Industrial growth

In 1971, Fonderia Ariotti Adro s.a.s. di Cesare Ariotti & C. was established, with the gradual transfer of production to the site in Adro, a completely new industrial zone, where the new factory was built on a plot of 30,000 square metres. In 1979 Fonderie Ariotti S.p.A. was established and it was a time of major transformations: the Sandslinger machine arrived to replace the working man’s shovel, and chemical moulding with self-hardening resins. Furnaces became electric, shot blasting machines arrived as well as dust collection systems.

In 1983, the foundry became affiliated with Meehanite, an English institute for metallurgic research and a quality brand for foundries. In 1986, Cesare introduced a supplementary company pension fund, twenty years before the public pension system ran into difficulty.


The globalised market

In 1994 and in 1997 Cesare Ariotti’s sons joined the company: Roberto and Giorgio. They began during the time of European integration, right after the devaluation of the Italian lira and the efforts of the Ciampi government which, with extraordinary financial manoeuvres, kept Italy on board the Euro train.  And the foundry, just like the entire Italian production system, succeeded in finding the right way, with exchange and competition with the Germans, the Spanish and with Eastern Europe. The new company strategy was to compete by investing into high technology and quality, rather than with the low prices of developing countries. It opted for more limited series, for speedy development of prototypes, for less mature and more innovative sectors, for larger and larger castings.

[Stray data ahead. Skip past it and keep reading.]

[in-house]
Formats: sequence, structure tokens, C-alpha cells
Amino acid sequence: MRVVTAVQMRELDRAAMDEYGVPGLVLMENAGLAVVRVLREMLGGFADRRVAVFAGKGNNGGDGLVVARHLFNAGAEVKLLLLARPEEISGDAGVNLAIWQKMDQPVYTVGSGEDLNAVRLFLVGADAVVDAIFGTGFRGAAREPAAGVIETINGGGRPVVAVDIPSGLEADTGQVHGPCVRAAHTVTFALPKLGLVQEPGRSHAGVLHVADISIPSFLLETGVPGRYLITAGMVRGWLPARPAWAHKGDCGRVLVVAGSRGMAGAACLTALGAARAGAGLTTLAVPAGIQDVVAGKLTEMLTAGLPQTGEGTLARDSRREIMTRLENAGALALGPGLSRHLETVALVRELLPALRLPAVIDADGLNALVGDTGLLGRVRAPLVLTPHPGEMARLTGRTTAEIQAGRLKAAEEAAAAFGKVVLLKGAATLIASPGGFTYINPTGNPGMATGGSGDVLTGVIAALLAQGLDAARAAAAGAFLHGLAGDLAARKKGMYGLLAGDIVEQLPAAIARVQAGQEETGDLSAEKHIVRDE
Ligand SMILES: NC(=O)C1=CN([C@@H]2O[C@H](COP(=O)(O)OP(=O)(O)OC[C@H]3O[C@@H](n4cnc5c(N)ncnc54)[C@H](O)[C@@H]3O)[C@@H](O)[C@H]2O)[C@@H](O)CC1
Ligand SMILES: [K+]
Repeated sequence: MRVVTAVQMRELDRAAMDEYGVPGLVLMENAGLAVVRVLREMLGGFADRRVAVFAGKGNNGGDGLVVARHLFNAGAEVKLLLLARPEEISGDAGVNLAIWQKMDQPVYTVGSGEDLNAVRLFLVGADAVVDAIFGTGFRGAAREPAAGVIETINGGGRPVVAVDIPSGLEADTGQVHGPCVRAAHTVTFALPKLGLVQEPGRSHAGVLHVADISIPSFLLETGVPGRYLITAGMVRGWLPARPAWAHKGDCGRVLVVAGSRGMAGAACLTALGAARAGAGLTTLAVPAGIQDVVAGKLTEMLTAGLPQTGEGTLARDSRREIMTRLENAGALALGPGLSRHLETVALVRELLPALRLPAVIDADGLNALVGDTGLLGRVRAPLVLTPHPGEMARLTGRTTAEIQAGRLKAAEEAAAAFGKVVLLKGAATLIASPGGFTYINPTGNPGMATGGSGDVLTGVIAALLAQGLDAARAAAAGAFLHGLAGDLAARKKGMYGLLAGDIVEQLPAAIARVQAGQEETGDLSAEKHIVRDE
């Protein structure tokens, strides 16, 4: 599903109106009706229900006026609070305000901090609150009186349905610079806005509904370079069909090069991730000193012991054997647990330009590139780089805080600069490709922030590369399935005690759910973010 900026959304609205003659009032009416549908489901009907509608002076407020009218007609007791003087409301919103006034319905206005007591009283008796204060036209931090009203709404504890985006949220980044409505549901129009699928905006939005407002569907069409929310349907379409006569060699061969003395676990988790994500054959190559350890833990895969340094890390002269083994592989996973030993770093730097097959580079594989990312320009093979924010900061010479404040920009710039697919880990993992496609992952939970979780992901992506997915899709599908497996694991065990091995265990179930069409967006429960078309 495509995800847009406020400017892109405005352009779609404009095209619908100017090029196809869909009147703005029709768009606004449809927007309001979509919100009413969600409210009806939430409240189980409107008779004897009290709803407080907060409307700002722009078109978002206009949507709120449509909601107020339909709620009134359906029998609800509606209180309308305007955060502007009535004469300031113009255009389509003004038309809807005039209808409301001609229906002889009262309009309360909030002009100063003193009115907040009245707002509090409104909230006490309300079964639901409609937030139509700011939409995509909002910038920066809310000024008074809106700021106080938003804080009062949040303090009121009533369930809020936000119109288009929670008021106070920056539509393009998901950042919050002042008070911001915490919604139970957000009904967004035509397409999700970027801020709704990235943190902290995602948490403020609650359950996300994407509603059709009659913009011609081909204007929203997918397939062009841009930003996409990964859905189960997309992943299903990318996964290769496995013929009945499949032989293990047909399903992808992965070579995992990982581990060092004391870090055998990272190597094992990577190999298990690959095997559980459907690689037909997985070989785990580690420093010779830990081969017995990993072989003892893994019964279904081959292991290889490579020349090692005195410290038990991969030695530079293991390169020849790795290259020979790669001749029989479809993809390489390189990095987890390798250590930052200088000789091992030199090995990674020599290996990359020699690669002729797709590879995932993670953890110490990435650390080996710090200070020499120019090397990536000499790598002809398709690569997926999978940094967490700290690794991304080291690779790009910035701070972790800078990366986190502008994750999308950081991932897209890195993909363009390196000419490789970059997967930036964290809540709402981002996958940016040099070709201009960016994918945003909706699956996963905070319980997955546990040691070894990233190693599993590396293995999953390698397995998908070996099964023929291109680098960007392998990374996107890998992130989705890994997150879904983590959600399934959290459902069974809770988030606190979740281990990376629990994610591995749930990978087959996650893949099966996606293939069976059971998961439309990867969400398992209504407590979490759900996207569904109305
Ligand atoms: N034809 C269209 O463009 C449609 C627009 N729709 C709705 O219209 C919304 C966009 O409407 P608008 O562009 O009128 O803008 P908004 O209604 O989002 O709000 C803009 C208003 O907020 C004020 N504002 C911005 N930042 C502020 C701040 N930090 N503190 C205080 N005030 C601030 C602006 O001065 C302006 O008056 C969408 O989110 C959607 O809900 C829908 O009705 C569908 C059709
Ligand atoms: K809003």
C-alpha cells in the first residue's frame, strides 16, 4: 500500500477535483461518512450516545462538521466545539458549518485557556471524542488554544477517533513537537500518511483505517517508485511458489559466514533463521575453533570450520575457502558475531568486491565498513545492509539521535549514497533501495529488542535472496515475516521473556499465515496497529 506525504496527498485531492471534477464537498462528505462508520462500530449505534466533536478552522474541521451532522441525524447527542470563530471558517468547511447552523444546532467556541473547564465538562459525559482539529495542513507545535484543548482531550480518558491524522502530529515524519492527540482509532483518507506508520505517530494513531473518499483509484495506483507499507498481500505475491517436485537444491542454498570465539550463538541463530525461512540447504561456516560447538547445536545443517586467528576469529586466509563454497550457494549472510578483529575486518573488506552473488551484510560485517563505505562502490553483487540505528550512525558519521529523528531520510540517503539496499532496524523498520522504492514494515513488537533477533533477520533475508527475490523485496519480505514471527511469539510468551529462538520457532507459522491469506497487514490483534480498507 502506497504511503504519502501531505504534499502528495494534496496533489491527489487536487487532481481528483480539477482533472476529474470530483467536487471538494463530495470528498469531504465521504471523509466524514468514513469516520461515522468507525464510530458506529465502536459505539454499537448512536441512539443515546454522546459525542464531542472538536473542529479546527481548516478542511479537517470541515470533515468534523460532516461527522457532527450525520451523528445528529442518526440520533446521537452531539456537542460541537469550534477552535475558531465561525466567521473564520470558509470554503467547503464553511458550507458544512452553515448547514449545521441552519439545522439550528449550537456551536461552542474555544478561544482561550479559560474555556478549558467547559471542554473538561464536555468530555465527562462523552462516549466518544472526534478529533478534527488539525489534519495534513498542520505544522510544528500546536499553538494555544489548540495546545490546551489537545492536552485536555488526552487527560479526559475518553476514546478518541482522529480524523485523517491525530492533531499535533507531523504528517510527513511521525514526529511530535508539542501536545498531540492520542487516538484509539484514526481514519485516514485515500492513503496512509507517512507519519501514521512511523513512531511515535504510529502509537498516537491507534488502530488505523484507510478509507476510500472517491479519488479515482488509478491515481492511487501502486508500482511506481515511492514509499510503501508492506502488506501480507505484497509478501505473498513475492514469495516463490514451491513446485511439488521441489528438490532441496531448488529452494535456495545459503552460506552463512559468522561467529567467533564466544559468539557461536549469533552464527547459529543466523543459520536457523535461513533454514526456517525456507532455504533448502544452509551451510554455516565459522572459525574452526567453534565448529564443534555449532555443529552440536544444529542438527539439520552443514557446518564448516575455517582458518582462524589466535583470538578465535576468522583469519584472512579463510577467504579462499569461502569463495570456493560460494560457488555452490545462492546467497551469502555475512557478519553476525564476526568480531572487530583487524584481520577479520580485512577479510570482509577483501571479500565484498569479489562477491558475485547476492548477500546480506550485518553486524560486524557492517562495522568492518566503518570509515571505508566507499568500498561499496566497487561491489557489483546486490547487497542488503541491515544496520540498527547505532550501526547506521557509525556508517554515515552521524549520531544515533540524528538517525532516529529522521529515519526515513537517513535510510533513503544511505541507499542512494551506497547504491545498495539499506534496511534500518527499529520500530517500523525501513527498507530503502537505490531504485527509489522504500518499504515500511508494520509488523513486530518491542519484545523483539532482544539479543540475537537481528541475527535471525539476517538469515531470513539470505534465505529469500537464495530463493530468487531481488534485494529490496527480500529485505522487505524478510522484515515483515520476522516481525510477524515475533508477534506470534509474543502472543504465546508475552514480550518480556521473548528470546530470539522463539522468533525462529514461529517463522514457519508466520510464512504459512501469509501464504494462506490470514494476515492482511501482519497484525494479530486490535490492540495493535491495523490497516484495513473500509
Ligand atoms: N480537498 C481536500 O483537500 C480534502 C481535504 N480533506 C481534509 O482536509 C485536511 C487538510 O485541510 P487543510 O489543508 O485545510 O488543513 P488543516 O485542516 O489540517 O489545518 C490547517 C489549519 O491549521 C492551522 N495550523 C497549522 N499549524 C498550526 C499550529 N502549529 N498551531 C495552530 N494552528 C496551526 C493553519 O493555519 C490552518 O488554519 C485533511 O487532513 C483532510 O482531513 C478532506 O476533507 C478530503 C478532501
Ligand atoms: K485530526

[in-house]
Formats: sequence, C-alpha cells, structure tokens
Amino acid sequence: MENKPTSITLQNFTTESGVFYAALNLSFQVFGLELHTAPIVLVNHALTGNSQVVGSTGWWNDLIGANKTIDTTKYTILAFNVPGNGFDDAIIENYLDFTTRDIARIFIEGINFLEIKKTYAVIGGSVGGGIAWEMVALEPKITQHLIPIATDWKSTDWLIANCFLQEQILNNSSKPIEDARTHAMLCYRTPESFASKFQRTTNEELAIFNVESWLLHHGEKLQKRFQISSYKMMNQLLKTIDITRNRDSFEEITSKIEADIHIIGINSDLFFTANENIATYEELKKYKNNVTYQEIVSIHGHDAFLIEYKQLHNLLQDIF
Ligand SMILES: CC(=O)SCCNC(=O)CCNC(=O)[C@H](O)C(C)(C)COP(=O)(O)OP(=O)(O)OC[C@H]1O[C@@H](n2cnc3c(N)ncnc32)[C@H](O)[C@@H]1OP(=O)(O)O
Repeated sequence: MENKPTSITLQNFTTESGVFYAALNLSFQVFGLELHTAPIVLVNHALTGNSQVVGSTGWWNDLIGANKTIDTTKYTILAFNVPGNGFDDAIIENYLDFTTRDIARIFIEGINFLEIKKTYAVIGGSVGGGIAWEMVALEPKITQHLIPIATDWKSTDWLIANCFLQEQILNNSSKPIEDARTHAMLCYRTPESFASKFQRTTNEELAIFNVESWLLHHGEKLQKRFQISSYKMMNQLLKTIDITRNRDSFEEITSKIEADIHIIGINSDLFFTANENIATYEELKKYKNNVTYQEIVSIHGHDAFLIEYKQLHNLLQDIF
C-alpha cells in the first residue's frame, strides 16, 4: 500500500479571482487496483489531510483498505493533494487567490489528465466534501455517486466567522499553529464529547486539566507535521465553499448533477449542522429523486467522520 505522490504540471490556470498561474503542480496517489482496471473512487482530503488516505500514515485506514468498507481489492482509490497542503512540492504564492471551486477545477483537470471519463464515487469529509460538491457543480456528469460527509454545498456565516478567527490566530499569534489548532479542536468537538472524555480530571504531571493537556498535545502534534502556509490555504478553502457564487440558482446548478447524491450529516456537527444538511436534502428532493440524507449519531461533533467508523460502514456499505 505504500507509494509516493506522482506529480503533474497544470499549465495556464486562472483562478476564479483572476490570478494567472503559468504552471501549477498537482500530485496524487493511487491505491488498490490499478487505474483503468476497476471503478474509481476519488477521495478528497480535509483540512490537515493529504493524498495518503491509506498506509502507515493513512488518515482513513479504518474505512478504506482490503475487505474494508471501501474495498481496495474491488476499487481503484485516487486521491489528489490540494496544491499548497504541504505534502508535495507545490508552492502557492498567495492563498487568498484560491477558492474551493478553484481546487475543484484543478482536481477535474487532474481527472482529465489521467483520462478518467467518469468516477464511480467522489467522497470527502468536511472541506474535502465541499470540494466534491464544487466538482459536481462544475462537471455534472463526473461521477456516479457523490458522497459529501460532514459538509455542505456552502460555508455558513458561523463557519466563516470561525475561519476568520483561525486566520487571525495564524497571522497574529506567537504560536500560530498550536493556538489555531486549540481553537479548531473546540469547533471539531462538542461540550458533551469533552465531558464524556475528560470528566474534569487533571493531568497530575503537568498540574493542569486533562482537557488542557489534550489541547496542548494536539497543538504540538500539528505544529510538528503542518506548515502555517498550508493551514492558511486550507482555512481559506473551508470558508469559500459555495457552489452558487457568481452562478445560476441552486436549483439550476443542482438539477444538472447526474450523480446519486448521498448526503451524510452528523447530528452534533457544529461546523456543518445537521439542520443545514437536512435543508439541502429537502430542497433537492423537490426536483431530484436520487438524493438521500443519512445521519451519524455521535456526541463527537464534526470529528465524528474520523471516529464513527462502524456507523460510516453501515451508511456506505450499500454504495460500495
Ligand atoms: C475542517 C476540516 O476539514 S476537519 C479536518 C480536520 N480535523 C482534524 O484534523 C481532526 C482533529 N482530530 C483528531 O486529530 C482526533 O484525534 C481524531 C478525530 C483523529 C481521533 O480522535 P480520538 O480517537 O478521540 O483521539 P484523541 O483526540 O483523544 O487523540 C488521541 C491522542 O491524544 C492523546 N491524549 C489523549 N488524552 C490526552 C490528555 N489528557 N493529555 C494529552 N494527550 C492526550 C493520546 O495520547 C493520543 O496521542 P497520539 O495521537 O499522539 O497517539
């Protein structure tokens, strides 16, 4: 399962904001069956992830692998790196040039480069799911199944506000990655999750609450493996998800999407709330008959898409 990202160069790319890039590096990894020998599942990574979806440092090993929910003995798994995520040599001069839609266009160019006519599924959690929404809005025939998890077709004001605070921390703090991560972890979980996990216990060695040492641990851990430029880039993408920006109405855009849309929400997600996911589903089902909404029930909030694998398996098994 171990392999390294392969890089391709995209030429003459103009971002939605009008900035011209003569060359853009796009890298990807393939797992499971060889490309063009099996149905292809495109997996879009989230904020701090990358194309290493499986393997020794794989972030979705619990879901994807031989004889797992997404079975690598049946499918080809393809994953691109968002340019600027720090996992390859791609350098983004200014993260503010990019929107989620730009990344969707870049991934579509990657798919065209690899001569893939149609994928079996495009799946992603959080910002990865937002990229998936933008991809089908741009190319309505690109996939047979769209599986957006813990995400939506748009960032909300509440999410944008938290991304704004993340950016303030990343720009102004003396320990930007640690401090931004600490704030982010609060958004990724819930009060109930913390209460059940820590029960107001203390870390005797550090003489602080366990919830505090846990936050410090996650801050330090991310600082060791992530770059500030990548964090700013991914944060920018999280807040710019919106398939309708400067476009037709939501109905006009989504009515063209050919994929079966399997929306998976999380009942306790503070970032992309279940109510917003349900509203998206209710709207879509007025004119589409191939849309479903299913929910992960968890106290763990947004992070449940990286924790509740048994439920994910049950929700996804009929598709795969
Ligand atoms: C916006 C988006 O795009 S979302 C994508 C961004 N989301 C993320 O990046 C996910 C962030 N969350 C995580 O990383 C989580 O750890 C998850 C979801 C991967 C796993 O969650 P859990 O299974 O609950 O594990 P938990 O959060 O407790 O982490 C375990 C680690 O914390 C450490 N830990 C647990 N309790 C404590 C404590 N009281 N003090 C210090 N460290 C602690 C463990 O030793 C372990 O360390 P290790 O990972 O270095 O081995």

In 2006, the company invested in the construction of a second factory, an underground pattern stock and a special painting area. The roof of the facilities was covered with photovoltaic panels to make the most of solar energy for production.


Fonderie Ariotti today

Today, the company, led by the fourth generation of the family, is a leader in its sector in terms of technology and quality, and it stands in the European market as one of the main players in large castings for the mechanical industry. It produces precision components for wind turbines, cutting machines for silicon wafers for photovoltaic cells, precision gearboxes, valves for water mains, compressors, machined plates for presses, components for huge mullers for cement. The north European market represents over 50% whose outlet is the entire world, from America to India and China.

Technology has enabled us to take giant leaps: today the design phase is carried out with the client, both in terms of geometries as well as the choice of materials and mechanical characteristics.

The technicians of Fonderie Ariotti simulate the filling and the cooling of the metal in the mould, they measure it using sophisticated temperature probes and they inspect the castings through ultrasonic, magnetic particle inspection, impact and fatigue tests The need to produce larger and larger industrial machines has driven us towards the design of lighter and better-performing components, together with the need to offer mechanical characteristics suitable for extreme weather conditions, like in the cold climates of Northern Europe.

In 2015, Fonderie Ariotti invested in the construction of a cutting edge in-house mechanical shop, making it the first Italian technological centre in its sector, and one of the few in Europe capable of casting, machining and certifying with measuring machines the production of mechanical components for the wind power and renewable energy sector. Little more than a century after its foundation, this was a highly important step in the company’s growth, opening up to new markets and vertical integration of the industry.